Trumpet Discussion Discuss "Lead Horns" in the General forums; Hey guys (gals),
I am bored and was listenin' to some Bobby Shew and had a thought... so I went ...
Hey guys (gals),
I am bored and was listenin' to some Bobby Shew and had a thought... so I went to www.trumpetstuff.com and started lookin' at the equipment that those foxls play on. Trumpet players are equipment geeks. Anyways, I noticed that there was no trend in the lead playes horns. For example some played on Bachs, while others were on yamaha's, etc.
So the question for this thread is: What horn do you like for lead appications (Rock band, jazz band, marching, etc.) AND WHY?!
I'll go first since I started this. I have played on a Benge, but I was too young to remmeber too much about it. Then I went to a Bach, it was a stadard 180/ML/37 combo. It was a fine horn but I wanted something else. So I bought a Callet Jazz.. Amazing horn, wonderful projections, clear high overtones, just a good bright (but not overly obnoxious) lead sound. Then I wanted to try somethin else so I switched to a Zeus Olympus. I like it, reminds me of the Callet.
So some of you pros out there, focusing speciffialy on sound (exclude style, range, etc) what do you look for? I'm close to graduation and will lookin' for a job soon and I would just LOVE to play shows somewhere... I've always had the cross between Chase and Doc as my desired sound... I hope all this made since. I'm tired, off to bed. Adios.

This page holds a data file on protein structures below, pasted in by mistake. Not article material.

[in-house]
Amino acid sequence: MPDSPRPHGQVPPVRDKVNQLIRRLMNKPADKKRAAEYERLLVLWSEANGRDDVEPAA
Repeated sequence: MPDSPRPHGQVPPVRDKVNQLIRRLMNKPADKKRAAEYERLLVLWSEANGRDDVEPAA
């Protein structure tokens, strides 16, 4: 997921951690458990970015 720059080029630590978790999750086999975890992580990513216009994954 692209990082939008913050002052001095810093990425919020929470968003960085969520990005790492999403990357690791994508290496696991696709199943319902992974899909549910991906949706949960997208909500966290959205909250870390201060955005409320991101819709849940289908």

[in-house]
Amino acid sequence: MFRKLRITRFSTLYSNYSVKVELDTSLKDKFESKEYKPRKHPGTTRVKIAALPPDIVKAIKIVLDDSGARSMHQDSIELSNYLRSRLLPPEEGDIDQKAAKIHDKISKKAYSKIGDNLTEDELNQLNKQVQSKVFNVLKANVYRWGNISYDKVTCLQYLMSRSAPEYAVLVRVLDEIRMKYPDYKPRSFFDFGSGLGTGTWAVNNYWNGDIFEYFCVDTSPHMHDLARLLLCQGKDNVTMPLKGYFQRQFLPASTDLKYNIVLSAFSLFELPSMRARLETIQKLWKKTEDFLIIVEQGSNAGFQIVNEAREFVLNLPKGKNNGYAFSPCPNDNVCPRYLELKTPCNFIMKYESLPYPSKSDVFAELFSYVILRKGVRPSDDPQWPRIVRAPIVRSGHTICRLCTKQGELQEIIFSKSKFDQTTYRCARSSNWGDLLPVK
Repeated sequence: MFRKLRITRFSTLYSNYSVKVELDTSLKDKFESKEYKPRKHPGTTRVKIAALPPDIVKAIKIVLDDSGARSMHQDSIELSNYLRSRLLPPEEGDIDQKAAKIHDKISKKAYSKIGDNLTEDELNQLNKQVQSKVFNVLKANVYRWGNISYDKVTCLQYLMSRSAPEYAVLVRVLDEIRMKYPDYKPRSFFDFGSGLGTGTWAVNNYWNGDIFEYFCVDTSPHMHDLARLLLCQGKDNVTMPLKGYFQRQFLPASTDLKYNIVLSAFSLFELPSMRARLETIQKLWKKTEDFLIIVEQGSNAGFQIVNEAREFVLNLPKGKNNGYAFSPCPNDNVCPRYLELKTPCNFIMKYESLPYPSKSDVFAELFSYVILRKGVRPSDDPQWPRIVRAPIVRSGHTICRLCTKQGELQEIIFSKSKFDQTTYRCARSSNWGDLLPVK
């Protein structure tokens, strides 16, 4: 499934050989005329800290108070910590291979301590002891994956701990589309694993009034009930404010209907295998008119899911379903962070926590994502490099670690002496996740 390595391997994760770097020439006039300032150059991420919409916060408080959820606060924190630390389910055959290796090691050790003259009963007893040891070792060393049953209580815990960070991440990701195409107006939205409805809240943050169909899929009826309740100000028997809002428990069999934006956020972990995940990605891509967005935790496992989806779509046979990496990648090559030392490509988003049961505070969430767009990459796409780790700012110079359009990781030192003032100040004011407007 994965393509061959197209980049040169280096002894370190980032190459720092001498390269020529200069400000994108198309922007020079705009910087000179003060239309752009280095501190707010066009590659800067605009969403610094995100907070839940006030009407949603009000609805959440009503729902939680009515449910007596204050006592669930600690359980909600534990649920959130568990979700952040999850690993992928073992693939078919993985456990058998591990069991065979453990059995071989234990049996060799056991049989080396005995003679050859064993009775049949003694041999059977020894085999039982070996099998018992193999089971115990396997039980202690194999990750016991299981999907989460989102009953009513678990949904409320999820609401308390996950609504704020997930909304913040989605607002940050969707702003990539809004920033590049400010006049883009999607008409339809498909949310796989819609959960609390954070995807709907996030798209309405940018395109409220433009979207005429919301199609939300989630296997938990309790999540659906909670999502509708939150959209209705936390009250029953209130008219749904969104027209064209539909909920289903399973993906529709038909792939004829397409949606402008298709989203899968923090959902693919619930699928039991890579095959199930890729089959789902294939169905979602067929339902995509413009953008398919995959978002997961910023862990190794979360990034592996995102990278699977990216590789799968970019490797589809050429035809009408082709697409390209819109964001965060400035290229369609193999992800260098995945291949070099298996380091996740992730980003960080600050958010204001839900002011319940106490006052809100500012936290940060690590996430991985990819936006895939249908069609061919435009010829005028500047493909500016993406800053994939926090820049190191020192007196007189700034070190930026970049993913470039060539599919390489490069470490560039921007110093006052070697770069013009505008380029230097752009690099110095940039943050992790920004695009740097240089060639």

Mezzo Forte User
Well, even though I just got it, I can tell you right now that it's my Olds Studio. Why? Well, it's good a clear focused tone that doesn't overpower the band, until I open up the throttle a bit, and then it has a sizzle to it that makes me smile. I have tried to emulate the tone of Harry James (no sense in shooting low, huh 8) ), and I still have a ways to go. I recently acquired an Olds 3, and will probably start using it, as it's slightly shallower in the cup than the 3C.
Hullabaloo: The official band of Texas A&M Basketball
Kanstul 1537/ Schilke 14
LA Olds Studio
I knew you'd like the Studio, Michael...
You know, I've never thought of emulating another player's sound. I've always just played until I thought it sounded good to me. Shoot, if you can't please yourself, how can you please an audience?
Speaking of which, I needs to practice for my recital!!!
Even though I'm not a pro in any sense of the word, I'll go ahead and post what I look for in a horn (DAMMIT, I'm opinionated!).
I want a horn with a free blow, I DESPISE resistance in any form or fashion (Every time I play on a Bundy, I shudder and my toes curl up). I want a horn with impeccable slotting, so I am a big fan of heavy horns, and plan on buying some Curry Caps (as soon as the jerks at my University's business office cut me that refund check I've been drooling over). I want a horn with spot-on intonation, almost to where I feel like I'm holding the horn back, lol. I want a horn that can have its darkness or brightness manipulated with ease, one that can stick it out there as a lead, or can blend with the Bach masses. An axe that can be used on the jazz or orchestral field of battle. I want a horn with a good high range and low range tolerance. I also want the horn to look unique, to stick out of the crowd. Some detailed engraving wouldn't hurt, either.
Of course, I have had yet to find a horn that can top the 1503 (It does all of what I've stated, though I STILL need some caps, dangit!), though the Ambassador is the surprising second place! When I finally start doing that voodoo that I am going to do with it (lol), I'll be sure to keep everyone posted.
I'm gonna have to go with my Conn 48B Vocabell for my lead playing. I still can't believe that I found this horn in the condition I got it in and it plays like a dream. Nice Bright sound and the vocabell let's you push it so it works really well for leadplaying.